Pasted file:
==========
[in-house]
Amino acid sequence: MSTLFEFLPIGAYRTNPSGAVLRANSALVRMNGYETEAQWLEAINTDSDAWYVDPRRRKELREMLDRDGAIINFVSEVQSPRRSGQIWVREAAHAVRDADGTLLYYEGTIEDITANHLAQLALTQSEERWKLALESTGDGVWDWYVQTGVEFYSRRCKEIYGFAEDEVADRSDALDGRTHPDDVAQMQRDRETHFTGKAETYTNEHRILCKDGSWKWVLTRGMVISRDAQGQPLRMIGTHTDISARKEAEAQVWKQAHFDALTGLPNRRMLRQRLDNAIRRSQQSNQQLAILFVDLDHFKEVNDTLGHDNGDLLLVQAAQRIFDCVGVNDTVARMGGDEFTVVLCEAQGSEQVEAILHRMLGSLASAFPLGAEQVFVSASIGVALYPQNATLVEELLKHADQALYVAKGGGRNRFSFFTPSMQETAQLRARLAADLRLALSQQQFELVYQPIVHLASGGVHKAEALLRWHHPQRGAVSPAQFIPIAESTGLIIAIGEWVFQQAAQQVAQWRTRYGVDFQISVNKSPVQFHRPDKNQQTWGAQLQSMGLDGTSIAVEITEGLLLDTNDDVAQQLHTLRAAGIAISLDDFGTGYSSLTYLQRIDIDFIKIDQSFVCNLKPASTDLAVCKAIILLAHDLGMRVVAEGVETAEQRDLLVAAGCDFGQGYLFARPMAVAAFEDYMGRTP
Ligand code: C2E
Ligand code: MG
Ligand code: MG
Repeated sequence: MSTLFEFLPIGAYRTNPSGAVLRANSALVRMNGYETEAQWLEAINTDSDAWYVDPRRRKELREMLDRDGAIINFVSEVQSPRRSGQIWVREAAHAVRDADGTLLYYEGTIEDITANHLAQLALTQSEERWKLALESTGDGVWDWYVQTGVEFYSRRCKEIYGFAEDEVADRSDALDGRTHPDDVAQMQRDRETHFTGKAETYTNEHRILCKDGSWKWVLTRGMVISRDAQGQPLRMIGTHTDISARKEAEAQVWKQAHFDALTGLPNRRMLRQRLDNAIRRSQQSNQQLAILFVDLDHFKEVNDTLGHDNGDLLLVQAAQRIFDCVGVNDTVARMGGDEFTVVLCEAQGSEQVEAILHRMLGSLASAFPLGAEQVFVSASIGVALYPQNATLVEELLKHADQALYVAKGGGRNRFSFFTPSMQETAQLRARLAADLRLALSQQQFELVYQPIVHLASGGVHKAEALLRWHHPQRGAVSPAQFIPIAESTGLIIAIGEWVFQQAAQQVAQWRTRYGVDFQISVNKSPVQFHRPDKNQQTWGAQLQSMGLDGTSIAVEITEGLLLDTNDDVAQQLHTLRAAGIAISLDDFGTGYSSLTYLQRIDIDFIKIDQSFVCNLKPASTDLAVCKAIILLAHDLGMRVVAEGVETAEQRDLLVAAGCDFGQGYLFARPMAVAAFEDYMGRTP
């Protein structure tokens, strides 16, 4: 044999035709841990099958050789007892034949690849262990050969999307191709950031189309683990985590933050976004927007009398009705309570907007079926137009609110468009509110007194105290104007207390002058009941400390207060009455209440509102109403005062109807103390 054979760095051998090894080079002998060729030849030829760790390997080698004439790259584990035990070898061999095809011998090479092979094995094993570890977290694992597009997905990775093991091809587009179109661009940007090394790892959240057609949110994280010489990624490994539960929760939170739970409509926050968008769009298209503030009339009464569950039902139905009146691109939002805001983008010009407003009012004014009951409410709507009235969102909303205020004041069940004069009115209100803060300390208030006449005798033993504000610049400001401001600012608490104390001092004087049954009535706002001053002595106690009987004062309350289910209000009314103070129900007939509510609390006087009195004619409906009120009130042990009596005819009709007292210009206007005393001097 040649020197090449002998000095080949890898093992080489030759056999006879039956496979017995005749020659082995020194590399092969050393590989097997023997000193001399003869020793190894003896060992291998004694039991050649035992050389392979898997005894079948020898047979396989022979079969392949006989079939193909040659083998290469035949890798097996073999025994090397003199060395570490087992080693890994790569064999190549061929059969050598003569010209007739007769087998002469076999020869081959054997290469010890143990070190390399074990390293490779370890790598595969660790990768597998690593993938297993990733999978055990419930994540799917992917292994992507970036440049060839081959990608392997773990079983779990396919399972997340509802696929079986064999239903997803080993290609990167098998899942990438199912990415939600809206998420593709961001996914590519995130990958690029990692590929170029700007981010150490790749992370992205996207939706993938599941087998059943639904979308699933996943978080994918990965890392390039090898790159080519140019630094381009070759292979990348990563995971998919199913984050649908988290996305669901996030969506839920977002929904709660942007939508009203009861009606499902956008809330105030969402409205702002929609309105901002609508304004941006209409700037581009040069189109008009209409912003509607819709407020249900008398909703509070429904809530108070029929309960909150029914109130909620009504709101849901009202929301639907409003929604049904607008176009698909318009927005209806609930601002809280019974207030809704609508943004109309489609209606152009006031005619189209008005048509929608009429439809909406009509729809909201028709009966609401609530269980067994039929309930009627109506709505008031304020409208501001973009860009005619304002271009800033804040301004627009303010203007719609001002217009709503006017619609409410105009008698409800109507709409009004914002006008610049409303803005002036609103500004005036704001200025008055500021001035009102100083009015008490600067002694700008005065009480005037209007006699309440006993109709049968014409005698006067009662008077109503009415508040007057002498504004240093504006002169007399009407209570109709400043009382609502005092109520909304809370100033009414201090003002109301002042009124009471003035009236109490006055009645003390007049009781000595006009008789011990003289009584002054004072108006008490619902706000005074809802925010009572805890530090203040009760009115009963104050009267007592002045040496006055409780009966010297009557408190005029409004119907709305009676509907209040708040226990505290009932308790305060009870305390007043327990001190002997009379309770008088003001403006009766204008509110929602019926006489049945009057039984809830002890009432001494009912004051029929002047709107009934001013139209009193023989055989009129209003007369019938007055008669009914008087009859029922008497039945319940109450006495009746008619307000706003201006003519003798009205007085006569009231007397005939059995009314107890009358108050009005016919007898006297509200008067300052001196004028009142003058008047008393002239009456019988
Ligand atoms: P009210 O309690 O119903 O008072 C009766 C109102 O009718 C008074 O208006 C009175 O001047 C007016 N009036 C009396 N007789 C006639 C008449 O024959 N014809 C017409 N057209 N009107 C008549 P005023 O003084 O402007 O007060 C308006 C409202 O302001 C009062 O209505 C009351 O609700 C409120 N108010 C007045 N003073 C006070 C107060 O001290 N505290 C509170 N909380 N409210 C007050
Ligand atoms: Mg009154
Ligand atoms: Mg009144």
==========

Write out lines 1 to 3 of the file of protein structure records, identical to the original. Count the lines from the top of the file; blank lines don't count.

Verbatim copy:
[in-house]
Amino acid sequence: MSTLFEFLPIGAYRTNPSGAVLRANSALVRMNGYETEAQWLEAINTDSDAWYVDPRRRKELREMLDRDGAIINFVSEVQSPRRSGQIWVREAAHAVRDADGTLLYYEGTIEDITANHLAQLALTQSEERWKLALESTGDGVWDWYVQTGVEFYSRRCKEIYGFAEDEVADRSDALDGRTHPDDVAQMQRDRETHFTGKAETYTNEHRILCKDGSWKWVLTRGMVISRDAQGQPLRMIGTHTDISARKEAEAQVWKQAHFDALTGLPNRRMLRQRLDNAIRRSQQSNQQLAILFVDLDHFKEVNDTLGHDNGDLLLVQAAQRIFDCVGVNDTVARMGGDEFTVVLCEAQGSEQVEAILHRMLGSLASAFPLGAEQVFVSASIGVALYPQNATLVEELLKHADQALYVAKGGGRNRFSFFTPSMQETAQLRARLAADLRLALSQQQFELVYQPIVHLASGGVHKAEALLRWHHPQRGAVSPAQFIPIAESTGLIIAIGEWVFQQAAQQVAQWRTRYGVDFQISVNKSPVQFHRPDKNQQTWGAQLQSMGLDGTSIAVEITEGLLLDTNDDVAQQLHTLRAAGIAISLDDFGTGYSSLTYLQRIDIDFIKIDQSFVCNLKPASTDLAVCKAIILLAHDLGMRVVAEGVETAEQRDLLVAAGCDFGQGYLFARPMAVAAFEDYMGRTP
Ligand code: C2E